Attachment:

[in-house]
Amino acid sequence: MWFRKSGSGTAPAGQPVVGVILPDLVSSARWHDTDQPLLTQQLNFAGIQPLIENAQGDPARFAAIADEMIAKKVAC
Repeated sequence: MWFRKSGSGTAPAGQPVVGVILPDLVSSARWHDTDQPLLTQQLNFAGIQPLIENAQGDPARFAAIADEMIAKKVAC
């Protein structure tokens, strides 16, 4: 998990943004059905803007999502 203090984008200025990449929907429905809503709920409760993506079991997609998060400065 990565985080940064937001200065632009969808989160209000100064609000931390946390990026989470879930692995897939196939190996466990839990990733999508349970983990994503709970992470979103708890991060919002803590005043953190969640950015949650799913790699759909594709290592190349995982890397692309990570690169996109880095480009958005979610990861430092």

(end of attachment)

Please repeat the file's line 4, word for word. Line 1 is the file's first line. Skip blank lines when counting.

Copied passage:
């Protein structure tokens, strides 16, 4: 998990943004059905803007999502 203090984008200025990449929907429905809503709920409760993506079991997609998060400065 990565985080940064937001200065632009969808989160209000100064609000931390946390990026989470879930692995897939196939190996466990839990990733999508349970983990994503709970992470979103708890991060919002803590005043953190969640950015949650799913790699759909594709290592190349995982890397692309990570690169996109880095480009958005979610990861430092």